On Diabetes Alert Day, Are you at Risk?
BY JACQUI D. SINARLE
Think diabetes doesn’t affect you, just because you haven’t been diagnosed with it? Think again.
Diabetes is the seventh leading cause of death in Stanislaus County, the underlying cause of 3.1 percent of deaths in the county. And in 2012 an estimated 29.1 million Americans (9.3 percent of the population) had diabetes, with 8.1 million of those cases undiagnosed.
To reduce your chance of suffering the serious health complications of diabetes, the American Diabetes Association encourages everyone to observe Diabetes Alert Day on March 24 and take the Diabetes Risk Test.
“Diabetes is a major cause of death, a major cause of early death, a major cause of hospitalization, and it likely contributes to disability and poor quality of life for many local residents,” said Stanislaus County Health Services Agency epidemiologist Dr. Sharon Hutchins. “Diabetes also likely decreases worker productivity due to absenteeism and disability, which has an economic impact. In addition, the care for individuals with diabetes is often expensive, and that cost is borne by individuals, employers, and the society at large.”
Stanislaus County has a larger percentage of adults diagnosed with diabetes than the rest of the state. And that percentage may be larger than we know – the shortage of healthcare providers in the area means thousands of cases of diabetes go undiagnosed. That healthcare shortage also causes issues in treating and managing diabetes, leading to Stanislaus County’s high rate of hospitalization for diabetes complications.
Hutchins notes that the number of Stanislaus County residents who are developing diabetes is increasing.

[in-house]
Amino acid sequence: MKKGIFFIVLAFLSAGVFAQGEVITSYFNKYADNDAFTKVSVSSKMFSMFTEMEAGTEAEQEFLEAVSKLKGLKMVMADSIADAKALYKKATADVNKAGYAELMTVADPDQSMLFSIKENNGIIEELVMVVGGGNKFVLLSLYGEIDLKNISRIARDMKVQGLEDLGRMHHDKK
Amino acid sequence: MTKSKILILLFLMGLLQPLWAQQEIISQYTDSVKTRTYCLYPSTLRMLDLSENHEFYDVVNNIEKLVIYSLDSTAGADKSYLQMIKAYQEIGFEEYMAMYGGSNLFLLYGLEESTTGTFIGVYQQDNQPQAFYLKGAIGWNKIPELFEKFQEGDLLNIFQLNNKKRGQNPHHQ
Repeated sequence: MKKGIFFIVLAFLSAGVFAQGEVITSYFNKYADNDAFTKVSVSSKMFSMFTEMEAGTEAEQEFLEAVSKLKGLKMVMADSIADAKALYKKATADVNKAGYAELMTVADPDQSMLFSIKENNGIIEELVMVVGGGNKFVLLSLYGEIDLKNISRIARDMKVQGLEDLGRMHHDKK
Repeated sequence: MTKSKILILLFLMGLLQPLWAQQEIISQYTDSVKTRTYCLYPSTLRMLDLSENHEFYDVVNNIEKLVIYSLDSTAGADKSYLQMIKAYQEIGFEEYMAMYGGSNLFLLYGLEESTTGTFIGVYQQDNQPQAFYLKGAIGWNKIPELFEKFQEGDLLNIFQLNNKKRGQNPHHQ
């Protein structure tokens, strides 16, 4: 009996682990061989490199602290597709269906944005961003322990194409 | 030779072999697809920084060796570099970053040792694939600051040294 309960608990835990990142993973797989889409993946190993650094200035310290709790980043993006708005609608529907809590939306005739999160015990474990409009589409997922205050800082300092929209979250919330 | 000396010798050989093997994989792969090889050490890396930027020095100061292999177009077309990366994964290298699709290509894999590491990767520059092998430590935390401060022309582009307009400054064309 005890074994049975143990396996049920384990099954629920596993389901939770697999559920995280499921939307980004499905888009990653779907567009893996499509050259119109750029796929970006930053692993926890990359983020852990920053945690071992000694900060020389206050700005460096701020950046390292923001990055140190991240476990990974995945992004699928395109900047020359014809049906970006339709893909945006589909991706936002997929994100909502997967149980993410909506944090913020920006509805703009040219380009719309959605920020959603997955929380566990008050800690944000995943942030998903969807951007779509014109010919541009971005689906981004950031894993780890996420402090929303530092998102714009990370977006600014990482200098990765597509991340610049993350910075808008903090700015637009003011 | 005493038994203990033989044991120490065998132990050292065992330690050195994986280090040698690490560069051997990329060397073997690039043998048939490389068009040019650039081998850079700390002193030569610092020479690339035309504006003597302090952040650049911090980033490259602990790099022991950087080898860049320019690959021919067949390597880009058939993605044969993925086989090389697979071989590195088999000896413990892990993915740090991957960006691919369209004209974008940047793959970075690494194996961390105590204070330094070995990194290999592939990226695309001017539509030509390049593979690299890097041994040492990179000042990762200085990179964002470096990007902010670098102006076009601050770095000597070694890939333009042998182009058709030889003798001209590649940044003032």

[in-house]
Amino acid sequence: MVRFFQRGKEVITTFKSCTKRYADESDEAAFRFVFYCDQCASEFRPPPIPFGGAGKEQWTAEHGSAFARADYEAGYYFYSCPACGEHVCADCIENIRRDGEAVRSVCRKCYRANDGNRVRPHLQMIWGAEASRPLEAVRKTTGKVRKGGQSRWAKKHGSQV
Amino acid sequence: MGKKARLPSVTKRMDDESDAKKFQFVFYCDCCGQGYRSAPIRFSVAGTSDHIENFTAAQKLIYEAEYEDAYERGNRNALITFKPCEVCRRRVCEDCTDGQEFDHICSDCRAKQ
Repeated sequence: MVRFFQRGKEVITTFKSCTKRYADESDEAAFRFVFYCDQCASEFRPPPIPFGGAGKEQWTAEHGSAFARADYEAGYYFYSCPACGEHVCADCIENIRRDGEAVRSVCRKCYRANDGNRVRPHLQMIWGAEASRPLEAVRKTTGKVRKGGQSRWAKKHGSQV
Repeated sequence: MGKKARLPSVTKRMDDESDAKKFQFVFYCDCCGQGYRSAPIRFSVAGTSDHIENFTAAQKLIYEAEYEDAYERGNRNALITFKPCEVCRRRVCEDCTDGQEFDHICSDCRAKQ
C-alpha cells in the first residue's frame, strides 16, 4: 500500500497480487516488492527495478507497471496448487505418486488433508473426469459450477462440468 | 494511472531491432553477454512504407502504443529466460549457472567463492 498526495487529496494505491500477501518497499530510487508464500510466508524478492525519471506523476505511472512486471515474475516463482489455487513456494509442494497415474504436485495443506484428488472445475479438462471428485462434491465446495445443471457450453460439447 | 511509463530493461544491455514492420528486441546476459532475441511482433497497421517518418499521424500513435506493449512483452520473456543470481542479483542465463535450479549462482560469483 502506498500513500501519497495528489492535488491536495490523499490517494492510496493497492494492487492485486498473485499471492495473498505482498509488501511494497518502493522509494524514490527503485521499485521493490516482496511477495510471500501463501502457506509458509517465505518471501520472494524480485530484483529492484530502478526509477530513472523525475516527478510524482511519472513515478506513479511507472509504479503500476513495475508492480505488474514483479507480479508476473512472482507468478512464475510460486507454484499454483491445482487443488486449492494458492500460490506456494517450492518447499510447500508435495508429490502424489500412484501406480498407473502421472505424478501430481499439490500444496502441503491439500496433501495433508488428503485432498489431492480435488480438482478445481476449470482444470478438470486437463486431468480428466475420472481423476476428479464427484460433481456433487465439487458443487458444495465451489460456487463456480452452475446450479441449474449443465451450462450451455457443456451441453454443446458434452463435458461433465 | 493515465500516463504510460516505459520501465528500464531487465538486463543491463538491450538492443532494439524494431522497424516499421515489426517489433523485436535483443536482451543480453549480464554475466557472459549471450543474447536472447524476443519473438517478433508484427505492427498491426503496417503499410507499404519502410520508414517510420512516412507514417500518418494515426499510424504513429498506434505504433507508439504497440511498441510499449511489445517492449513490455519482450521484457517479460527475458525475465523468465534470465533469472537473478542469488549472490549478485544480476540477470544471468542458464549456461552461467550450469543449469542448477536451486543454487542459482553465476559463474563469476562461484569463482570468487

“This is likely due to poor diets and lack of physical activity. It is not easy for people to eat in a healthy manner and get sufficient exercise,” Hutchins said.
Stanislaus County’s continued diabetes epidemic is linked, in large part, to the county’s dubious distinction as the second most obese county in California.
“The human-made environment plays a large role,” Hutchins said. “In addition, people are busy and find it difficult to prepare healthy meals at home and we have high rates of fast food consumption.”
Fortunately, local residents can evaluate their risk of developing diabetes and take steps to reduce that risk.
First, take the American Diabetes Association’s Diabetes Risk Test by visiting www.diabetes. org and clicking “Are You At Risk?” The test asks users to answer simple questions about weight, age, family history and other potential risk factors for prediabetes or type 2 diabetes. While Alert Day is a one-day event, the test is available year-around.
Next, talk to your health care provider about your risk of diabetes and how you can reduce it by losing weight, quitting smoking, exercising and eating right.
“The most important things to do are to eat a balanced and healthy diet and get sufficient physical activity,” says Elaine Emery, RD, public health nutritionist. “If you are diagnosed with diabetes, it’s also important to get regular health care visits and foot exams, actively control your blood sugar levels and risk factors, and practice healthy lifestyle choices.”